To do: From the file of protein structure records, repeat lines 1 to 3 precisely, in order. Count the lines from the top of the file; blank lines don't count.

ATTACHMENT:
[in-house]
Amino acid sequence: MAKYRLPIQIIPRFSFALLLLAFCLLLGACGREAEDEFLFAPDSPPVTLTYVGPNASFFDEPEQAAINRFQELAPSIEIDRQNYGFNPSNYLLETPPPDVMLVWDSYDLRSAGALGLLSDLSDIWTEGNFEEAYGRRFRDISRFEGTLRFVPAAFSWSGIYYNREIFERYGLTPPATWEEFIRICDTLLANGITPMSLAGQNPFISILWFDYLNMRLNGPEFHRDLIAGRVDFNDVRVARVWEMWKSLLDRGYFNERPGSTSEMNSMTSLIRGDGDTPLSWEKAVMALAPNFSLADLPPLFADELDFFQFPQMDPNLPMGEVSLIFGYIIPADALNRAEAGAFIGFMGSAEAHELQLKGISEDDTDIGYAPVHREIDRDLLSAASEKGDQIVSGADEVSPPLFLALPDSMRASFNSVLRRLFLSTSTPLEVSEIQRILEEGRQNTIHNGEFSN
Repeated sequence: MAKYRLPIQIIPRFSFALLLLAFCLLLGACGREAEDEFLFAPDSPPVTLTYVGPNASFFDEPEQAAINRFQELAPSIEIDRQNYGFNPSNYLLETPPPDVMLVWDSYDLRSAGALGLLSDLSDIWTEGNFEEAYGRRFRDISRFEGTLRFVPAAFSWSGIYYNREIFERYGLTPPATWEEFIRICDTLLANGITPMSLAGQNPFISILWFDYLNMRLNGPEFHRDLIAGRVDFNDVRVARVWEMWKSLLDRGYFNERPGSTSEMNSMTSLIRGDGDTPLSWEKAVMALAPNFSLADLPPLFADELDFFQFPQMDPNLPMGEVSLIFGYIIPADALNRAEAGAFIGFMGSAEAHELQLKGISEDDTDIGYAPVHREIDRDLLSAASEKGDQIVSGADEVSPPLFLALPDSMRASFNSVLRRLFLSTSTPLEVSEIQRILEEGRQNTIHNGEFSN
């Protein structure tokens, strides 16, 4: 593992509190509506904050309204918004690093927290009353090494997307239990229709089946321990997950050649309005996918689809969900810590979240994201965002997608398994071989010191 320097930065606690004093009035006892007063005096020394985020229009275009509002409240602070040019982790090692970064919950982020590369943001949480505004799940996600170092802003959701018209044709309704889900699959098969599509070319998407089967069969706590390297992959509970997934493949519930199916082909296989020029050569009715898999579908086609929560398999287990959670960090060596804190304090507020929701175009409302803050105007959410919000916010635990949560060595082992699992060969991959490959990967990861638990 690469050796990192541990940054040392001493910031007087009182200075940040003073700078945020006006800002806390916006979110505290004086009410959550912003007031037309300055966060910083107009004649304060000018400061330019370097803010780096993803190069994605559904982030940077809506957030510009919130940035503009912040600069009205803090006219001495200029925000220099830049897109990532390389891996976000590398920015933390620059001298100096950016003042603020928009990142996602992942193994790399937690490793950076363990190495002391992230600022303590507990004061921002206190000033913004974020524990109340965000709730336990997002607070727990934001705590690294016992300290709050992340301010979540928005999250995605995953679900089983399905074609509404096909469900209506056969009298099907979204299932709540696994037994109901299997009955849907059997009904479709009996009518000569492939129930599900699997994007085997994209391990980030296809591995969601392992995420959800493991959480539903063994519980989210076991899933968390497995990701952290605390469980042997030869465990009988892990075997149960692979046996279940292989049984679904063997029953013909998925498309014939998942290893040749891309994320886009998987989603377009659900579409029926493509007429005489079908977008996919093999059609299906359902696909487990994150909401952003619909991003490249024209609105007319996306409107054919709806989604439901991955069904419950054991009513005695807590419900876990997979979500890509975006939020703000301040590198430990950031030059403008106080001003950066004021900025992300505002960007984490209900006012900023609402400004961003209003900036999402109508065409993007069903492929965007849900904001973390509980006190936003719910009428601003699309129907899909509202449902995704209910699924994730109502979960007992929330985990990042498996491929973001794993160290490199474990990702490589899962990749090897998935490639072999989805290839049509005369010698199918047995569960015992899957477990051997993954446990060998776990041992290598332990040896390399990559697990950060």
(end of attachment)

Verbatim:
[in-house]
Amino acid sequence: MAKYRLPIQIIPRFSFALLLLAFCLLLGACGREAEDEFLFAPDSPPVTLTYVGPNASFFDEPEQAAINRFQELAPSIEIDRQNYGFNPSNYLLETPPPDVMLVWDSYDLRSAGALGLLSDLSDIWTEGNFEEAYGRRFRDISRFEGTLRFVPAAFSWSGIYYNREIFERYGLTPPATWEEFIRICDTLLANGITPMSLAGQNPFISILWFDYLNMRLNGPEFHRDLIAGRVDFNDVRVARVWEMWKSLLDRGYFNERPGSTSEMNSMTSLIRGDGDTPLSWEKAVMALAPNFSLADLPPLFADELDFFQFPQMDPNLPMGEVSLIFGYIIPADALNRAEAGAFIGFMGSAEAHELQLKGISEDDTDIGYAPVHREIDRDLLSAASEKGDQIVSGADEVSPPLFLALPDSMRASFNSVLRRLFLSTSTPLEVSEIQRILEEGRQNTIHNGEFSN
Repeated sequence: MAKYRLPIQIIPRFSFALLLLAFCLLLGACGREAEDEFLFAPDSPPVTLTYVGPNASFFDEPEQAAINRFQELAPSIEIDRQNYGFNPSNYLLETPPPDVMLVWDSYDLRSAGALGLLSDLSDIWTEGNFEEAYGRRFRDISRFEGTLRFVPAAFSWSGIYYNREIFERYGLTPPATWEEFIRICDTLLANGITPMSLAGQNPFISILWFDYLNMRLNGPEFHRDLIAGRVDFNDVRVARVWEMWKSLLDRGYFNERPGSTSEMNSMTSLIRGDGDTPLSWEKAVMALAPNFSLADLPPLFADELDFFQFPQMDPNLPMGEVSLIFGYIIPADALNRAEAGAFIGFMGSAEAHELQLKGISEDDTDIGYAPVHREIDRDLLSAASEKGDQIVSGADEVSPPLFLALPDSMRASFNSVLRRLFLSTSTPLEVSEIQRILEEGRQNTIHNGEFSN